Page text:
While the economy appears to have been doing better, on the back of infrastructural development, the internal judicial reorganization is leaving Albania in a bit of a bind, according to CMS Partner Besnik Duraj.
“The Albanian economy, much like in other Balkan countries, is not impervious to global macroeconomic problems,” Duraj begins. While initially hopeful for a full pre-pandemic recovery at the beginning of the year, he reports that the Albanian economy has hit a stall, “following the global slowdown and rising inflation.”
However, Duraj expresses notes of optimism. “I believe this is a temporary phase and the numbers indicate so – the Albanian economy has had a significant 18% GDP growth in the second quarter of 2022,” he says. “This improvement is a certain indicator of the recovery from the pandemic GDP drop, which was 10%.” Furthermore, the FDI numbers have improved by 17%, compared to 2021, although Duraj reports that “according to the data from the Bank of Albania, this mainly represents the reinvestments of profits of existing investors, rather than the injection of fresh capital.”
Turning to major projects in development, Duraj reports that the government is focusing heavily on infrastructure. “Apart from major ongoing projects, like the Skavica HHP and the Durres and Vlora harbors, the government is emphasizing infrastructural developments across the board,” he says. “The main project, the “blue corridor,” part of the Adriatic-Ionian Corridor connecting countries between Italy and Greece, is set to include the construction of new highways and reconstruction of existing roads, totaling 110 kilometers, and will require more than EUR 1 billion in investment,” he explains. “Still, the economists fear that the ultimate cost born of this project might get passed down to the citizens themselves, via four different concession projects implementing a toll payment-based financing scheme,” Duraj reports.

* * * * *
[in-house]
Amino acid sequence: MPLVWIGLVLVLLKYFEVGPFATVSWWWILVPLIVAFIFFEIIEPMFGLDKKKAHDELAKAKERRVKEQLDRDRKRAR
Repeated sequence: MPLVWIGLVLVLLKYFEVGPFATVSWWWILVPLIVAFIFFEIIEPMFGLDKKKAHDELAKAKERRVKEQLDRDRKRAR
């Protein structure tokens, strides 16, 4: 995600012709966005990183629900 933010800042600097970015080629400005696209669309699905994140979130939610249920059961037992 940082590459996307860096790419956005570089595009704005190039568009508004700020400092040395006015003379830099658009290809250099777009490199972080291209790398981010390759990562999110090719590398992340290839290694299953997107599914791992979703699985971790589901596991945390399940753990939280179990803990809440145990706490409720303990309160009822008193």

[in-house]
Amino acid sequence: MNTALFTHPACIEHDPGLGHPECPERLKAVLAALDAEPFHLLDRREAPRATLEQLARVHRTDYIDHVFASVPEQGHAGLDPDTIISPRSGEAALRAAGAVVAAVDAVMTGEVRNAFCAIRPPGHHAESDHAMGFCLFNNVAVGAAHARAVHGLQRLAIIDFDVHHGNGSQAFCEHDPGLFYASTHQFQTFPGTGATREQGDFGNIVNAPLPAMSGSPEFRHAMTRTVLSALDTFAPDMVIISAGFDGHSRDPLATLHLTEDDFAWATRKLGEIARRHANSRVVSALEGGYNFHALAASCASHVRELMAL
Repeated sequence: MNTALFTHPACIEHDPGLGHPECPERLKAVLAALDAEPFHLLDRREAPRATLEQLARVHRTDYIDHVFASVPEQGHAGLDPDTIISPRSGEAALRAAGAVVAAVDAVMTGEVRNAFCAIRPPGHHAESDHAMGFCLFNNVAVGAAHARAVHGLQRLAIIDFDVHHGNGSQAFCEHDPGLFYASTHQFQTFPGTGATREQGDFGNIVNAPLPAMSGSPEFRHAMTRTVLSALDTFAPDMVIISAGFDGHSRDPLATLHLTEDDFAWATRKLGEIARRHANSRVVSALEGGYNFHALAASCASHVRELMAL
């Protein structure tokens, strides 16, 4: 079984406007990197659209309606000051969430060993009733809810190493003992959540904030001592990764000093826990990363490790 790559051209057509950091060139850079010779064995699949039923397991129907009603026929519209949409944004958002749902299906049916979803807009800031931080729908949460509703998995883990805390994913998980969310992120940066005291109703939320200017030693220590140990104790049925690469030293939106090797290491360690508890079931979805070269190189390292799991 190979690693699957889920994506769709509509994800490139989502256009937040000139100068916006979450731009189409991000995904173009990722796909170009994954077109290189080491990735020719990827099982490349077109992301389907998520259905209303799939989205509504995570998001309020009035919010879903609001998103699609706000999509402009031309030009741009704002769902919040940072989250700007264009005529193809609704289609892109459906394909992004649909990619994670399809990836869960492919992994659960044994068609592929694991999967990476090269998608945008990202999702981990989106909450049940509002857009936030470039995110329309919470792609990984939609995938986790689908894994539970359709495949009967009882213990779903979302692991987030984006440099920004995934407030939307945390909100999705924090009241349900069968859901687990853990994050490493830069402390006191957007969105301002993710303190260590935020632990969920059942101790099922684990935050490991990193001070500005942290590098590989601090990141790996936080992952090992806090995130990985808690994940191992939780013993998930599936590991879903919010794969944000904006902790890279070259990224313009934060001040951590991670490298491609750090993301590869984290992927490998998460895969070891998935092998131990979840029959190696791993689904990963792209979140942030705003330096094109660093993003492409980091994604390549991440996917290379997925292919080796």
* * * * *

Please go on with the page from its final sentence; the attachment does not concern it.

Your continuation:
Tackling the most important changes to the legal market, Duraj points to an ongoing judicial overhaul process. The High Judicial Council adopted a new judicial map related to the reorganization of the entire judicial branch on a national level – which Duraj explains “means that the number of courts of first instance of general jurisdiction has been reduced from 22 to 13, while the number of courts of appeals went down from six to just one, seated in Tirana.” Whatsmore, the administrative courts also reduced in numbers, coming down from six to two.
“The Albanian Bar Association has provided arguments against this reform, as it considers that this limits the rights of citizens to access justice and that this means a direct breach of human rights,” Duraj continues. “The judicial body didn’t take this into account, and so the National Bar Association decided to boycott the courts, at a national level, for four days.” Duraj further reports that the Council of Ministers is currently in the process of reviewing and approving the change, and the Bar is hoping to influence and change the final outcome.
“The rationale behind the reform has been efficiency and a cost reduction, but if you take out 200-250 judges and prosecutors from the system, a lot of courts will be empty,” he says. With the current efficiency rates of Albanian courts “leaving a lot to be desired, these shrinkages could only lead to further efficiency diminishment,” Duraj explains.
Finally, Duraj reports a potential tax system update. “There is a new draft law that seeks to impose a 15% income tax on self-employed citizens, who currently have a rate of zero,” he says. The rate will be applied “following a deduction of certain operating expenses, which will be different for each industry.”